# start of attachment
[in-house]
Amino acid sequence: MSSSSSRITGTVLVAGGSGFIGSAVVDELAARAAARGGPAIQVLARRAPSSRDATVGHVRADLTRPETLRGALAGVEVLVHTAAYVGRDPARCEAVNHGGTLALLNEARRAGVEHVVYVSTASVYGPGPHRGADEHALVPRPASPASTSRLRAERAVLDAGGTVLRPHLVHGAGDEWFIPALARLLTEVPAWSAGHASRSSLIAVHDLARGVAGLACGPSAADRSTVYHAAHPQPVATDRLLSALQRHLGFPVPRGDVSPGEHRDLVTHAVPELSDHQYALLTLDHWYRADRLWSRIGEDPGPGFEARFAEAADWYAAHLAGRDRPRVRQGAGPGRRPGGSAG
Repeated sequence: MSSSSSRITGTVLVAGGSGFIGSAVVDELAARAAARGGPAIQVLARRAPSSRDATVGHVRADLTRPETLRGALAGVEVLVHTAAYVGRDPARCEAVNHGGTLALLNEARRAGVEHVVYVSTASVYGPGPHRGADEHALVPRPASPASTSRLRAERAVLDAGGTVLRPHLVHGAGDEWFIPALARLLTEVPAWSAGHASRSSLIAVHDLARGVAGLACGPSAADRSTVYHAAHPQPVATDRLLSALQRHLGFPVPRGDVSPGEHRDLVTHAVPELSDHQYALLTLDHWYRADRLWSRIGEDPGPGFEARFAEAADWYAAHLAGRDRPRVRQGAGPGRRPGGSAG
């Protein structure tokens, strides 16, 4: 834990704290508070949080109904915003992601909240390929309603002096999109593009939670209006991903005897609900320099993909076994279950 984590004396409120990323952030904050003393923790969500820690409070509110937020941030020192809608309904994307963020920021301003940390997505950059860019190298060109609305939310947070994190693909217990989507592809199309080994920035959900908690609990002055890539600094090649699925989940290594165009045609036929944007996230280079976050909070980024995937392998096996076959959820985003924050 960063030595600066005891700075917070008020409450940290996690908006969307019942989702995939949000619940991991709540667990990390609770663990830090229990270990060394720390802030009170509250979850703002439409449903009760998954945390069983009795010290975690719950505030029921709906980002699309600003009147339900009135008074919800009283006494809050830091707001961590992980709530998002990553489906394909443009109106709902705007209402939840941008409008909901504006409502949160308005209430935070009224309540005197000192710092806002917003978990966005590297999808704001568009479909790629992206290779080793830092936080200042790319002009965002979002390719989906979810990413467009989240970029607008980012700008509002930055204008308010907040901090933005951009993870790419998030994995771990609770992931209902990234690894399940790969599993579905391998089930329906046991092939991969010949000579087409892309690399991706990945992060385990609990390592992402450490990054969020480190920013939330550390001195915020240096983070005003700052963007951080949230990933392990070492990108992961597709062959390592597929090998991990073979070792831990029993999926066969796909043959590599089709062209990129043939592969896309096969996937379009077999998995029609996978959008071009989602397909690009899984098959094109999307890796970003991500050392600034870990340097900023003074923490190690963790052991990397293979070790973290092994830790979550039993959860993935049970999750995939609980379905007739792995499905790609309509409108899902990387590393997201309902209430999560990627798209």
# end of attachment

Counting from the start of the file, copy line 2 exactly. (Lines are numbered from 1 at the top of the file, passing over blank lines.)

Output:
Amino acid sequence: MSSSSSRITGTVLVAGGSGFIGSAVVDELAARAAARGGPAIQVLARRAPSSRDATVGHVRADLTRPETLRGALAGVEVLVHTAAYVGRDPARCEAVNHGGTLALLNEARRAGVEHVVYVSTASVYGPGPHRGADEHALVPRPASPASTSRLRAERAVLDAGGTVLRPHLVHGAGDEWFIPALARLLTEVPAWSAGHASRSSLIAVHDLARGVAGLACGPSAADRSTVYHAAHPQPVATDRLLSALQRHLGFPVPRGDVSPGEHRDLVTHAVPELSDHQYALLTLDHWYRADRLWSRIGEDPGPGFEARFAEAADWYAAHLAGRDRPRVRQGAGPGRRPGGSAG